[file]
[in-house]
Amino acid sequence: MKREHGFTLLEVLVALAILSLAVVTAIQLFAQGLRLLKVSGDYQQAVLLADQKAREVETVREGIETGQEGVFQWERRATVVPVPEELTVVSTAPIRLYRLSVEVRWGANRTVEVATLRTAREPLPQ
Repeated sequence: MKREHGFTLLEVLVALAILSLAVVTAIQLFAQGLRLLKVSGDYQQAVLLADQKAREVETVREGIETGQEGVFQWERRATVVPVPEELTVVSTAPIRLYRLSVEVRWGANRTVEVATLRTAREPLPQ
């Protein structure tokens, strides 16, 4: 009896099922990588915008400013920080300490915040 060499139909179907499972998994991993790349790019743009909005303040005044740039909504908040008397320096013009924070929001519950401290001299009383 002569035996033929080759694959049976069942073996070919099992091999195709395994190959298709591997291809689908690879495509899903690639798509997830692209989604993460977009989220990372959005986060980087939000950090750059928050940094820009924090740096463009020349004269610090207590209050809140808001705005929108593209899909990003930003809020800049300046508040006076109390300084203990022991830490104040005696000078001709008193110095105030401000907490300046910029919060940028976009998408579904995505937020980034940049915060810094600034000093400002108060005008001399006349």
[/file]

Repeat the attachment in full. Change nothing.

[in-house]
Amino acid sequence: MKREHGFTLLEVLVALAILSLAVVTAIQLFAQGLRLLKVSGDYQQAVLLADQKAREVETVREGIETGQEGVFQWERRATVVPVPEELTVVSTAPIRLYRLSVEVRWGANRTVEVATLRTAREPLPQ
Repeated sequence: MKREHGFTLLEVLVALAILSLAVVTAIQLFAQGLRLLKVSGDYQQAVLLADQKAREVETVREGIETGQEGVFQWERRATVVPVPEELTVVSTAPIRLYRLSVEVRWGANRTVEVATLRTAREPLPQ
């Protein structure tokens, strides 16, 4: 009896099922990588915008400013920080300490915040 060499139909179907499972998994991993790349790019743009909005303040005044740039909504908040008397320096013009924070929001519950401290001299009383 002569035996033929080759694959049976069942073996070919099992091999195709395994190959298709591997291809689908690879495509899903690639798509997830692209989604993460977009989220990372959005986060980087939000950090750059928050940094820009924090740096463009020349004269610090207590209050809140808001705005929108593209899909990003930003809020800049300046508040006076109390300084203990022991830490104040005696000078001709008193110095105030401000907490300046910029919060940028976009998408579904995505937020980034940049915060810094600034000093400002108060005008001399006349």